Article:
This lesson is on developing an evaluation strategy.
One of the most important steps in evaluation is determining your evaluation question. You will recall in Part 1, Focus the evaluation, that the evaluation design is determined by the questions you want to answer. We have already seen examples of common evaluation questions such as:
- Is my program or service being implemented as intended?
- Are we doing this program the way we said we would do it?
- Are my program or service participants achieving desired outcomes?
Your question will help you decide on the type of evaluation design that will be the best fit.
Determining the Evaluation Strategy:
|Is my program being implemented as intended?||Are we delivering this program the way we said we would do it?||Are program participants achieving the desired outcomes?|
Logic models, key informant interviews, focus groups, client interviews
Key informant interviews, focus groups, client interviews
Surveys with clients over time
You need to know the type of evaluation design for your specific questions before you can think about how you will collect the data. Data sources could include documentation such as administrative records, interviews with program staff or participants, or focus groups. A good way to map out this process is through an evaluation matrix. An evaluation matrix outlines three major categories: your evaluation question, the method you will use to answer the question, and your data source. An example of the structure is shown in the table below:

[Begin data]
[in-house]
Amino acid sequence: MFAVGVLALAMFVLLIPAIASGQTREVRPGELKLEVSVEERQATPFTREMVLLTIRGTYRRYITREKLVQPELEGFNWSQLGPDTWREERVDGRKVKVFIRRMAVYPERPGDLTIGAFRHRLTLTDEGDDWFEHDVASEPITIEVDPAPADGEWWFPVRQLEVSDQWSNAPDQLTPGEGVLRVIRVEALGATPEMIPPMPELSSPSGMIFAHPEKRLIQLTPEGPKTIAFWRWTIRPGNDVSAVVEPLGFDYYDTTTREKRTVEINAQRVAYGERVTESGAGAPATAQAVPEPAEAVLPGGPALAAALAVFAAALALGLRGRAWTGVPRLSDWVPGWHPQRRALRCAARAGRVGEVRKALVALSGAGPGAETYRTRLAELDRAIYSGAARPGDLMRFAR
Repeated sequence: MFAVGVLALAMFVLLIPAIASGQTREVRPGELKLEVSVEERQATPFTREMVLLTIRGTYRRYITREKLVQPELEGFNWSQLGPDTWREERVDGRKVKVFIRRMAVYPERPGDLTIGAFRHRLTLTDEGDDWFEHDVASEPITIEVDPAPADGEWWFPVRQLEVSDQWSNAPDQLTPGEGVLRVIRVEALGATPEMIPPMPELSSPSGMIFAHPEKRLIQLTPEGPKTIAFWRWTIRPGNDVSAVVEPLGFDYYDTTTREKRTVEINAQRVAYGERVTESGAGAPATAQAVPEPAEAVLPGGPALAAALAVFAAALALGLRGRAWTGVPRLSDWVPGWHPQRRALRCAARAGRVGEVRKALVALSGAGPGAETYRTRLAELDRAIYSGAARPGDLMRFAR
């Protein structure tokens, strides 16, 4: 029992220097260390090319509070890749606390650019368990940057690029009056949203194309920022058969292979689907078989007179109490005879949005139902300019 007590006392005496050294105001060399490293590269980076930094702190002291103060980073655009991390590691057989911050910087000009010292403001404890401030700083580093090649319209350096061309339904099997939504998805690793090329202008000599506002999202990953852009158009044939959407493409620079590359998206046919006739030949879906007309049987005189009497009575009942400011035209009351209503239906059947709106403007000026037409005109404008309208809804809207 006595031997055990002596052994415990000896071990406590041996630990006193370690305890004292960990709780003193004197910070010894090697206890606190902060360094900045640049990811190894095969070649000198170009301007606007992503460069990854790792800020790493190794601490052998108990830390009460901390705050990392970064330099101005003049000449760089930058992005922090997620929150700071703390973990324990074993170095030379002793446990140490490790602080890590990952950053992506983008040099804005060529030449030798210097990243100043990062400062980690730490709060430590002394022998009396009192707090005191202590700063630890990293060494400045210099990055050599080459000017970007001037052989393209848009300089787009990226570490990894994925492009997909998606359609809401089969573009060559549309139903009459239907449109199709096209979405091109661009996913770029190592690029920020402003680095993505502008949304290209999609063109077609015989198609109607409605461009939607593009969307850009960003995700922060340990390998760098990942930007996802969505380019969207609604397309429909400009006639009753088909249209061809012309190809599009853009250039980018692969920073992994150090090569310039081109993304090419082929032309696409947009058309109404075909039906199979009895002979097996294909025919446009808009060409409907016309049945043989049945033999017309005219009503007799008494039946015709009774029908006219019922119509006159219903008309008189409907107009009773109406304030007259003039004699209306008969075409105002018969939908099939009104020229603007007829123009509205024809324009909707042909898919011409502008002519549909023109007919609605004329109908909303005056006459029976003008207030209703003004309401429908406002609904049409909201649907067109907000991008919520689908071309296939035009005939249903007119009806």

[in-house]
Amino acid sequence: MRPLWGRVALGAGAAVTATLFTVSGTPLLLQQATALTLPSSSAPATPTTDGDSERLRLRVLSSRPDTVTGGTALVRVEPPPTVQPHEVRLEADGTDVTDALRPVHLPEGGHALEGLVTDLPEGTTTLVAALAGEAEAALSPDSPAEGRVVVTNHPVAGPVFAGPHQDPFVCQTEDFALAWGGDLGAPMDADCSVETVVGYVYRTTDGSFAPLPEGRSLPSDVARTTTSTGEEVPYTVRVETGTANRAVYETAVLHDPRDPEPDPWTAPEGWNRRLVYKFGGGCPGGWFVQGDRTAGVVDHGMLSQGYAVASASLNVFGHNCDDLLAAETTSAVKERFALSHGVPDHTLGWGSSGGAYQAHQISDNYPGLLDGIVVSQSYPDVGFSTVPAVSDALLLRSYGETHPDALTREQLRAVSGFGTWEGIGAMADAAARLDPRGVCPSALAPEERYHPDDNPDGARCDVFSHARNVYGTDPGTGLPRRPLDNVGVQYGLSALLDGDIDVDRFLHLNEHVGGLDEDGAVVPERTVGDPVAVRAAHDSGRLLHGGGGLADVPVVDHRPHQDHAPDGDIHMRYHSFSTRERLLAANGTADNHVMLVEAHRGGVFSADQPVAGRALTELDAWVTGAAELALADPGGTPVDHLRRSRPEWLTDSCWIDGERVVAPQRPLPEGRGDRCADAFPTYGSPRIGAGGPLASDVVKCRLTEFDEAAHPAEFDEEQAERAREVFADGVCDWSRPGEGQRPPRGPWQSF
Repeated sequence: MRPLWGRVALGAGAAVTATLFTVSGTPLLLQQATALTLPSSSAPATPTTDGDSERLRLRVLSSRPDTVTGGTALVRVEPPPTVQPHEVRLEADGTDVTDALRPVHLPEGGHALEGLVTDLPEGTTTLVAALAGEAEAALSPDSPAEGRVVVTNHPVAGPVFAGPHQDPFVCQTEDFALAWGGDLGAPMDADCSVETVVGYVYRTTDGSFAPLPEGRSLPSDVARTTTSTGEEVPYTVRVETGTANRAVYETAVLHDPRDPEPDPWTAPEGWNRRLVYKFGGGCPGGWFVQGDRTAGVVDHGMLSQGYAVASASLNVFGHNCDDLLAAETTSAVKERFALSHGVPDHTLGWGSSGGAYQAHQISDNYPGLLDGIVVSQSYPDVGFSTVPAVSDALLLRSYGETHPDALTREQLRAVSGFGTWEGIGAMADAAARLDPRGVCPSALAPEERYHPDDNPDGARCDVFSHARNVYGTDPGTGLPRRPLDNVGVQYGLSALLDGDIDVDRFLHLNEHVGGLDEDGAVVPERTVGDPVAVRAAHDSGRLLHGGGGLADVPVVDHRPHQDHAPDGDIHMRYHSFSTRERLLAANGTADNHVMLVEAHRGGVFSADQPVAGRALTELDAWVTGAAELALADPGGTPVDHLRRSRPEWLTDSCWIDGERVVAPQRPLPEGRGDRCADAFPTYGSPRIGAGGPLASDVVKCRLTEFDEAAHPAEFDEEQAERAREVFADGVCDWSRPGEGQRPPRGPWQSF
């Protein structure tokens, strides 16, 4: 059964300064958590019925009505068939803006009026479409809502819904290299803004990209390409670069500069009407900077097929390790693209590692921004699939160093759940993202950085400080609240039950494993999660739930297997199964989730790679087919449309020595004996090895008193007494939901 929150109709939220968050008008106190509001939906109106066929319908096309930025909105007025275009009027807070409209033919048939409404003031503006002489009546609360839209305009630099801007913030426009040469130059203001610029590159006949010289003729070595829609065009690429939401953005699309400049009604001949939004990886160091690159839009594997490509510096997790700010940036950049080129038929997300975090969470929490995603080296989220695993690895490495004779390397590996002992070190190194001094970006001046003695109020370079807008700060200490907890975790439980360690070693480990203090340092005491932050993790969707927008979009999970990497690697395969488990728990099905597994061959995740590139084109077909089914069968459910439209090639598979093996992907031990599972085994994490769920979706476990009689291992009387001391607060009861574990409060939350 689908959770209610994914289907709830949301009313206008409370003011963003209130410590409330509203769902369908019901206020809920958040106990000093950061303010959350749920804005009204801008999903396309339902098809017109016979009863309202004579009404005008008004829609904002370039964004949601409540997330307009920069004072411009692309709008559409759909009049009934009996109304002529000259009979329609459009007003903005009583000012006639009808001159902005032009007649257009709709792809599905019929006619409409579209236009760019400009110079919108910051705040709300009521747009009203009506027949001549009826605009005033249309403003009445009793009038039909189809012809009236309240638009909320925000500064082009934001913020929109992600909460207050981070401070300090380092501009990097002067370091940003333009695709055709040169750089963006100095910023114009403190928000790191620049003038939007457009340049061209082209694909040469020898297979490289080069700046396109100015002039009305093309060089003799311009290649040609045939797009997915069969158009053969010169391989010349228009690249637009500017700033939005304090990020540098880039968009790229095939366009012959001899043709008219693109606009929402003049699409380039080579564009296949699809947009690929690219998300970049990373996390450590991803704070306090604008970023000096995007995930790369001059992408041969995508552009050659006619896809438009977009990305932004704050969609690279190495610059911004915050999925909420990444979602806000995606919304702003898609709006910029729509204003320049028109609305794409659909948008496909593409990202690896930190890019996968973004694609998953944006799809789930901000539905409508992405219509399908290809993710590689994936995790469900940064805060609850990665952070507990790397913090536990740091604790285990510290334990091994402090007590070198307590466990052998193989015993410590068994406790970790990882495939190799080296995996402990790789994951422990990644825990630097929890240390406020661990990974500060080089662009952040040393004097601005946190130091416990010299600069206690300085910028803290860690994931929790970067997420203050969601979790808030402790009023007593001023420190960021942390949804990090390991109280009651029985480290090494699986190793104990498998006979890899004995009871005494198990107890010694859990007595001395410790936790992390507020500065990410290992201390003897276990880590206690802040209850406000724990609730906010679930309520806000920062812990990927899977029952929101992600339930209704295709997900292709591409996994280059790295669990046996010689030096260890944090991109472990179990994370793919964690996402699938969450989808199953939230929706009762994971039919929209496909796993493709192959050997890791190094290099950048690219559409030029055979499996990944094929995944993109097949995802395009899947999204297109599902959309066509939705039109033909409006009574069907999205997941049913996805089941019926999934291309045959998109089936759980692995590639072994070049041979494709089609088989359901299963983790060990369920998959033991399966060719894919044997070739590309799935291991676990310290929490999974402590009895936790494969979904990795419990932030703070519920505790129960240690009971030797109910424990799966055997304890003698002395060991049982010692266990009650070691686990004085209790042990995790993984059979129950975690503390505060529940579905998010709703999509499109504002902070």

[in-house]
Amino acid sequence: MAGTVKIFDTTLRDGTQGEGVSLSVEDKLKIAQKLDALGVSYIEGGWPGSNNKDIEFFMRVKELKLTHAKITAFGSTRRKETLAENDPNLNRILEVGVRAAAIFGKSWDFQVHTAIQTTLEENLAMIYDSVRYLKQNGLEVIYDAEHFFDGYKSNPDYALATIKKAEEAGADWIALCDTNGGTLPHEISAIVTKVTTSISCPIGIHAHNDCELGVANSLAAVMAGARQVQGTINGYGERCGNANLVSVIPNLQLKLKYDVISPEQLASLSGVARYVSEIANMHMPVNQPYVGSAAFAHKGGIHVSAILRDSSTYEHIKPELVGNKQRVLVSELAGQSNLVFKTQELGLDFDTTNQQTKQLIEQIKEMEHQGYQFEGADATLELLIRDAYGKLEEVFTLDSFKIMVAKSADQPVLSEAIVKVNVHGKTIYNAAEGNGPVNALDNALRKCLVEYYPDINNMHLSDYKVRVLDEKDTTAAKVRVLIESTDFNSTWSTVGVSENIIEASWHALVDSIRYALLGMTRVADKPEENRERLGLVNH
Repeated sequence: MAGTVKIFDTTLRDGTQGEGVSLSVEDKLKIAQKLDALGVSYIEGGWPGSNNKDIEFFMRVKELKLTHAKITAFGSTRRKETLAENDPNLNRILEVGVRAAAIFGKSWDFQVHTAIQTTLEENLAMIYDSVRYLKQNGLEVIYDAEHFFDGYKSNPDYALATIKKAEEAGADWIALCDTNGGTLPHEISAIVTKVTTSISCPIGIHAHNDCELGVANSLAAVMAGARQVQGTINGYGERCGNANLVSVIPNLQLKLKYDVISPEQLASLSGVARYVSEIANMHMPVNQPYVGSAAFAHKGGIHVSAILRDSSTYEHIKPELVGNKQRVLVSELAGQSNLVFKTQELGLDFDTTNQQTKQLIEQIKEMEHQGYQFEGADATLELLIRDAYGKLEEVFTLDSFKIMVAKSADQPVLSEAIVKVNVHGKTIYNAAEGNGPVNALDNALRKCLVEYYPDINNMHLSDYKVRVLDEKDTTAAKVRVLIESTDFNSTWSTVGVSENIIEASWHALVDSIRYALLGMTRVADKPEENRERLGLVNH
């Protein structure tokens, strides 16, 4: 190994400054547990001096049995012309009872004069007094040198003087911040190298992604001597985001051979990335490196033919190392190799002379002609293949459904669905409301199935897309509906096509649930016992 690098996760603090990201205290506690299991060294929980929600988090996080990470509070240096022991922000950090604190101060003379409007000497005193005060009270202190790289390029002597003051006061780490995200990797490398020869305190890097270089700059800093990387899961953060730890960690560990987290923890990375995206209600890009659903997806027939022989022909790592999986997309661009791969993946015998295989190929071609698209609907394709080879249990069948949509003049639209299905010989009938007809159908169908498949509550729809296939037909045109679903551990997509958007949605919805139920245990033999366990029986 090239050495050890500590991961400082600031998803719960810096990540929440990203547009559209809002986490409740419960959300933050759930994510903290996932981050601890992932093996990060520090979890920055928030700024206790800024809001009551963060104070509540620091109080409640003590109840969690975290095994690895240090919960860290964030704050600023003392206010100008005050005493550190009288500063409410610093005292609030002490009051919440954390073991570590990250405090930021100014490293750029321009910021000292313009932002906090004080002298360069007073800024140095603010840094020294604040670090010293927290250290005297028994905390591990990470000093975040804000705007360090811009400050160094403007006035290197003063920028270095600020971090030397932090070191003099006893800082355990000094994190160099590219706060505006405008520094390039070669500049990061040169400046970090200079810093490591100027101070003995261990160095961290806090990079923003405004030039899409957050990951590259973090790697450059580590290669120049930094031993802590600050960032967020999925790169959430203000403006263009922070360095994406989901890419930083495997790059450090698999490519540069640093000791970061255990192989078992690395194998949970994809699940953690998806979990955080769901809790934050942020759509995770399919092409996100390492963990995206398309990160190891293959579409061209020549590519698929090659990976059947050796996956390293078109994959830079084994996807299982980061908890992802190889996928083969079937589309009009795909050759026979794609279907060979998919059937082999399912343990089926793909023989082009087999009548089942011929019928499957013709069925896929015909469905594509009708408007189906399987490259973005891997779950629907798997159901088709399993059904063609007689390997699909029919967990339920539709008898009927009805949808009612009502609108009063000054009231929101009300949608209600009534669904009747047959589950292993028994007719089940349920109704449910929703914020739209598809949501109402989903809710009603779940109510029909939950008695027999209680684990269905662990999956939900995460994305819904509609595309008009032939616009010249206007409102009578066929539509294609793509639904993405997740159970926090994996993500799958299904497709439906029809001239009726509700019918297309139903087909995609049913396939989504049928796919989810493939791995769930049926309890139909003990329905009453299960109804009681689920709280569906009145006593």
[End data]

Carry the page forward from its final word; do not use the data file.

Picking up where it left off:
|Evaluation Question||Method||Data Source|
|(1) Is my program or service being implemented as planned?||Choose method||
Choose data source
|(2) What were the facilitators and barriers the program or service experienced?|
|(3) What are the housing outcomes of clients in the program or service?|
Table 4. Evaluation Matrix
Before you decide on how you will gather your evidence it will be important to determine how much time and resources can be dedicated to the project. For example, is this something that can be done internally? Are external evaluators required? You should develop a timeline and include that in your evaluation plan.
A visual representation of this timeline is helpful, such as a GANTT chart. A very basic example can be found below, but much more sophisticated examples online and templates are available for various software applications.
GANTT Chart examples
- For MS Office users: Gantt Chart Template
- For SmartSheet users: free Excel template and video tutorial
As you have probably figured out, determining a strategy to answer your evaluation questions requires thoughtful planning.
The Research Question video
In the video above, Dr. Bernie Pauly discusses the relationship between the evaluation question and the approach and she compares program evaluation with other research projects.